Another step in this process is to set up an orientation. This will introduce the new employee to the company’s mission, values and policies. This will also give them an opportunity to meet their new coworkers and ask any questions they may have.
You should also consider creating a handbook for your new employee. This can include information about your company’s history, leadership presentations, and other stories that will help them get a feel for your organization.
Finally, you should schedule a series of meetings and training sessions. Getting all of these in place before the new employee’s first day will save you time and stress.
It’s a good idea to set up a check-in with the new employee once every month. This will ensure that they’re integrating well into their job and that they’re still working on building their relationship with their managers. It’s also a great opportunity to see how they’re progressing with their training and whether they need additional support.
4. Get to Know Your Manager
Getting to know your manager is vital for successful employee onboarding. It’s important to understand your new boss’s responsibilities and work habits to ensure you meet their expectations for success in your new role.
You can do this through asking questions that encourage you to learn about their strengths and weaknesses, preferences for communicating, their management style, and more. The answers you gain to these questions will help you set up your work environment for success and create a strong, trusting relationship.
It’s also important to ask your manager about their expectations for you, since it helps them align with your goals and motivate you to be productive. This question is a great way to clear up any concerns you might have about your responsibilities, and it gives you an opportunity to build trust with your new manager from day one.
If you’re working remotely, this question is especially relevant because it allows you to learn your manager’s communication preferences and get a better sense of their personality. If they prefer several daily check-ins via instant messaging instead of longer, but less frequent, video calls, for example, you’ll want to adjust your own approach accordingly.
This may seem like an obvious question, but surprisingly, it’s often overlooked. Knowing your manager’s personal goals for their career is a critical part of onboarding, as it sets them up for long-term success.
These goals should be SMART, or specific, measurable, actionable, relevant and time-based, to ensure they’re achievable. It’s also important to set short-term and long-term objectives, so you can measure progress along the way. If your manager knows that their short-term goals are tied to long-term goals of the company, they’ll be more likely to be committed to the overall mission.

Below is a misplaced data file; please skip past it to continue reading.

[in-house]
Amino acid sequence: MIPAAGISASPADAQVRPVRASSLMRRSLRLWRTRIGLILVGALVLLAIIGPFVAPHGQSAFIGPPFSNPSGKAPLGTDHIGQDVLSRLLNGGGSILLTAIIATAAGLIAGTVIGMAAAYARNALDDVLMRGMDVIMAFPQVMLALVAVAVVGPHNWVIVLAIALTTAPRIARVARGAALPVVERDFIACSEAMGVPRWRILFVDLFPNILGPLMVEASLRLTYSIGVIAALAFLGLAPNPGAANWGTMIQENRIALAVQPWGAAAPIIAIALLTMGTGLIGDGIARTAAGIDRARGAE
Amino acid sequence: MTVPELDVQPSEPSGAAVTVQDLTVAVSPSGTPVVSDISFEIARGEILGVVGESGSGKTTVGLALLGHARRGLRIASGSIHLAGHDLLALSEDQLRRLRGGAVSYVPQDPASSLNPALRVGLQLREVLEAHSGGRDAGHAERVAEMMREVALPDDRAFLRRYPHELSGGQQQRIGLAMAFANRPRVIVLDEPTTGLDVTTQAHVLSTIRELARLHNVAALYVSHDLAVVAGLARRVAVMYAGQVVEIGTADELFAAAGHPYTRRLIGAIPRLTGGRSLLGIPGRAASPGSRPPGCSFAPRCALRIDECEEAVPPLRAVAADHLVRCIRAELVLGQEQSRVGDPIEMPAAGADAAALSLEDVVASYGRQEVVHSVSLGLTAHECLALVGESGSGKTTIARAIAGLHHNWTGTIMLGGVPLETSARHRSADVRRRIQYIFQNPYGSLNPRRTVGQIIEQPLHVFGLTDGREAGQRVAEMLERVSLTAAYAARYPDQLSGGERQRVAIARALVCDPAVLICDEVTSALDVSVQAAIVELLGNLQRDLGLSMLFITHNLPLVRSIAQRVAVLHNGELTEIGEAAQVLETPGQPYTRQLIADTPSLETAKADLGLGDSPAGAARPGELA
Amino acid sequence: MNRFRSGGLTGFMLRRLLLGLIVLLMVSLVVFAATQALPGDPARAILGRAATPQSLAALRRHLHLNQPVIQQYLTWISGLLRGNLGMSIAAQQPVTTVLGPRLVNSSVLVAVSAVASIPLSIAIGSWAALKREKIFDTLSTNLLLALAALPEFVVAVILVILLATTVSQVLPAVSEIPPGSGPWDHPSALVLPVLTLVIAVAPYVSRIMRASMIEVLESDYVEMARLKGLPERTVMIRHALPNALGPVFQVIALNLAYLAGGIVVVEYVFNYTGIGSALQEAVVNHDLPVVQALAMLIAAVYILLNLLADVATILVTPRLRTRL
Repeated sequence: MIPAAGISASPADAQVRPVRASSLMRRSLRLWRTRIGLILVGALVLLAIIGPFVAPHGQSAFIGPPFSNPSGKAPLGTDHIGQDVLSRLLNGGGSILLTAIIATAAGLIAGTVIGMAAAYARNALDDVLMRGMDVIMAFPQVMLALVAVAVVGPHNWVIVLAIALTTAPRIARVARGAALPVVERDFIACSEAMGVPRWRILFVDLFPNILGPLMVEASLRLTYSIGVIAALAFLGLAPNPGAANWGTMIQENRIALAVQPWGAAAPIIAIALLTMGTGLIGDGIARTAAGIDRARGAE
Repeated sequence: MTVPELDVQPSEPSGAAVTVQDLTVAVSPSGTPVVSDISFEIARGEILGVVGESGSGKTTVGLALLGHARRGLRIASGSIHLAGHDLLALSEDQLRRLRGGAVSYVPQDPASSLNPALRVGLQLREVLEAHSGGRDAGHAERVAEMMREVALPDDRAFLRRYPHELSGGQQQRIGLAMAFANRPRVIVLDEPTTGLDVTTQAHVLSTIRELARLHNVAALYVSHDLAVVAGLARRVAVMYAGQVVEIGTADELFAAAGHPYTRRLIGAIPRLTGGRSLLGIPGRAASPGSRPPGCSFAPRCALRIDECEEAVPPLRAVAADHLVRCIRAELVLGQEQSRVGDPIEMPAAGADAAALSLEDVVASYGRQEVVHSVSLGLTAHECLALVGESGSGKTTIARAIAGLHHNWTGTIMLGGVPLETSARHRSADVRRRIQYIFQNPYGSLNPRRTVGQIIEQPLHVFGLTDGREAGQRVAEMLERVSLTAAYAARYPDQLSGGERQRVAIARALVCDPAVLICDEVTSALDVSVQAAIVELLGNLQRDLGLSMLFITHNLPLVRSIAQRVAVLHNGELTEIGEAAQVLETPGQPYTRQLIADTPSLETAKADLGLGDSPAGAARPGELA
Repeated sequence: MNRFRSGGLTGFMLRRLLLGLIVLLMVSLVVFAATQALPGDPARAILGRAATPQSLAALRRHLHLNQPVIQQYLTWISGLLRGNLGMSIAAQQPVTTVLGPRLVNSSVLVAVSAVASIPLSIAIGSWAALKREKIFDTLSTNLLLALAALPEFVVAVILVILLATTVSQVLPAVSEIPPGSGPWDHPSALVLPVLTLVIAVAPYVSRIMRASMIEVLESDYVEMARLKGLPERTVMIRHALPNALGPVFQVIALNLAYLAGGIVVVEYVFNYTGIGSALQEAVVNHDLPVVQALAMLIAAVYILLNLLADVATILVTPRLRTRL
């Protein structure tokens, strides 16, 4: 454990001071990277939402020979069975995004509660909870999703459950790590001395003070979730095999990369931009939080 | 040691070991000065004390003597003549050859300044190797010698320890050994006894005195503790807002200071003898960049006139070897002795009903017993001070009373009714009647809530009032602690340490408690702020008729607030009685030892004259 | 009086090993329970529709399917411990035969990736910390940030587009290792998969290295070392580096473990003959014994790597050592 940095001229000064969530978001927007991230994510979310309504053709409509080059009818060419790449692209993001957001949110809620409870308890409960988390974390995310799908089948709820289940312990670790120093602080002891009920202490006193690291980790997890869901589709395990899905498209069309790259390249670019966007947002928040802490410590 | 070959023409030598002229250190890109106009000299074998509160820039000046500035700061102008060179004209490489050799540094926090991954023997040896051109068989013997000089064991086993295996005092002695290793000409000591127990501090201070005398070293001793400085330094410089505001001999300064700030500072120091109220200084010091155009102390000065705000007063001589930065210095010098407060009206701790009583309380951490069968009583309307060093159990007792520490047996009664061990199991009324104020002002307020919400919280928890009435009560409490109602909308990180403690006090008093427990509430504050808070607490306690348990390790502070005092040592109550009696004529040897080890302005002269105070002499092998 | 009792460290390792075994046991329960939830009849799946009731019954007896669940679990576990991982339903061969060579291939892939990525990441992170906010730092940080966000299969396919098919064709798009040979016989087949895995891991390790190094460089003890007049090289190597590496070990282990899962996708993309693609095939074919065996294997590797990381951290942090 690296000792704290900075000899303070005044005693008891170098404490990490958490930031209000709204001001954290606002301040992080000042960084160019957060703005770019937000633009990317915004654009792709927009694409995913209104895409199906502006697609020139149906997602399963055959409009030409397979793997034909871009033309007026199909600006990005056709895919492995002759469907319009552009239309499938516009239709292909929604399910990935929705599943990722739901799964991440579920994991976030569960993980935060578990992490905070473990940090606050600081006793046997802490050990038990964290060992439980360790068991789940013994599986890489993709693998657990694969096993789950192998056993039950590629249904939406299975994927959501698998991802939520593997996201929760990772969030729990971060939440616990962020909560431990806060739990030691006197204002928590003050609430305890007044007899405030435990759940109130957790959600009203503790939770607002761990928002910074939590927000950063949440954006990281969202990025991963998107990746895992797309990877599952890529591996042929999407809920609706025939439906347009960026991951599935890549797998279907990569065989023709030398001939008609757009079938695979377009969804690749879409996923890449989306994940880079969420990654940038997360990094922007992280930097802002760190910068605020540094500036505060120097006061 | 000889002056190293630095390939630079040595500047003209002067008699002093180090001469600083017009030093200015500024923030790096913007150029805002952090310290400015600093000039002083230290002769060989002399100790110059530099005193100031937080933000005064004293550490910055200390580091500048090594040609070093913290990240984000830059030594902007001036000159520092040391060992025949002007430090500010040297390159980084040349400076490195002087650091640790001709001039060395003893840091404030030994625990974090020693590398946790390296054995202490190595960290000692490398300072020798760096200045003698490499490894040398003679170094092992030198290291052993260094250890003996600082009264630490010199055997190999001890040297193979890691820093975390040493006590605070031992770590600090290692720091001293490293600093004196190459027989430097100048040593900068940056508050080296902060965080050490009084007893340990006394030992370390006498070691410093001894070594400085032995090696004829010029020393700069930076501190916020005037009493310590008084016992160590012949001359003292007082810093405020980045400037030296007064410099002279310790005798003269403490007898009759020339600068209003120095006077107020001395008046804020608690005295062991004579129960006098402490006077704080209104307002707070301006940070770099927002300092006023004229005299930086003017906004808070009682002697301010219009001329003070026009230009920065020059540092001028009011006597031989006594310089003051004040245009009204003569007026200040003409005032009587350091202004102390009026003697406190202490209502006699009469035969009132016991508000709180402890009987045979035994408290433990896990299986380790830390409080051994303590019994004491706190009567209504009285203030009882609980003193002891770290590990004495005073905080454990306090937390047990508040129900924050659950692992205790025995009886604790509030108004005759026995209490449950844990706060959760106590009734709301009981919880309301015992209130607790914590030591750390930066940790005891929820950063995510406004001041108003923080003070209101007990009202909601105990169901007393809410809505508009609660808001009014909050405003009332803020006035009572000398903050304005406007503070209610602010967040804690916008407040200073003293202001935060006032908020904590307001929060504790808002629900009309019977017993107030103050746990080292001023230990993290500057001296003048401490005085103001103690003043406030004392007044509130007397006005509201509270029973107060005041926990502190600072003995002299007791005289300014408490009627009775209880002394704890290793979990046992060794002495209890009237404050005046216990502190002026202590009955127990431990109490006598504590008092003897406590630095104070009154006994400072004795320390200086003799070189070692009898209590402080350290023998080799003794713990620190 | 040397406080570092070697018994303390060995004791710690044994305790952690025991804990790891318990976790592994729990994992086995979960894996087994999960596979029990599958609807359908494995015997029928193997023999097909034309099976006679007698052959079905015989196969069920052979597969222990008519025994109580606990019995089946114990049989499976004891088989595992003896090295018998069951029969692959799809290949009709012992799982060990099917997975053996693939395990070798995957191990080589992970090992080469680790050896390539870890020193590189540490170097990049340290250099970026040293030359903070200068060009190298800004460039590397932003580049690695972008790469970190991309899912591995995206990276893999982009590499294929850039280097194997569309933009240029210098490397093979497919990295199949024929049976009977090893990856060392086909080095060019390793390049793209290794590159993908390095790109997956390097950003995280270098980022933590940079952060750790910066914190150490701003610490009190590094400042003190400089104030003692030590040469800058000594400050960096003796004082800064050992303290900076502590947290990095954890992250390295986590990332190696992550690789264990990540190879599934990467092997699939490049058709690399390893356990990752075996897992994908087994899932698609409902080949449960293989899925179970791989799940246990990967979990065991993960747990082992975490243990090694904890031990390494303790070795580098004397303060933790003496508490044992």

5. Get to Know Your Coworkers
If your company hires remote workers, you’ll want to create a robust employee onboarding program that helps your new employees learn how to be productive in their positions and build relationships with their coworkers. Onboarding should be a holistic process that includes delivering all the required paperwork and other information, covering key policies, setting goals and providing introductions to leadership and team members.
You might also want to focus on getting your team members to open up about themselves, their backgrounds, and the things they value in a work environment. This can be accomplished through a variety of icebreakers that get people to ask each other questions and share their experiences.
A popular way to get employees to open up during an onboarding meeting is by playing the two truths and a lie game. This activity is a great way to get everyone involved and make the whole experience fun.
Another icebreaker that can help your employees get to know each other is by having them share a favorite animal, flower, food, vacation spot, and more. You can do this during a virtual coffee break or a group video call.
Finally, make sure that your new employees have an onboarding buddy who can act as a friendly “go-to” contact and offer job-related guidance. This can help your new employees feel more settled in the workplace and improve their productivity by making them feel like they have a support system.
You might also want to consider bringing your new hires into the office for a few days or weeks to ensure that they are getting accustomed to their new position, the office culture, and the responsibilities they will have in that role. This is especially important for rehiring furloughed or laid-off employees who might not be familiar with your organization.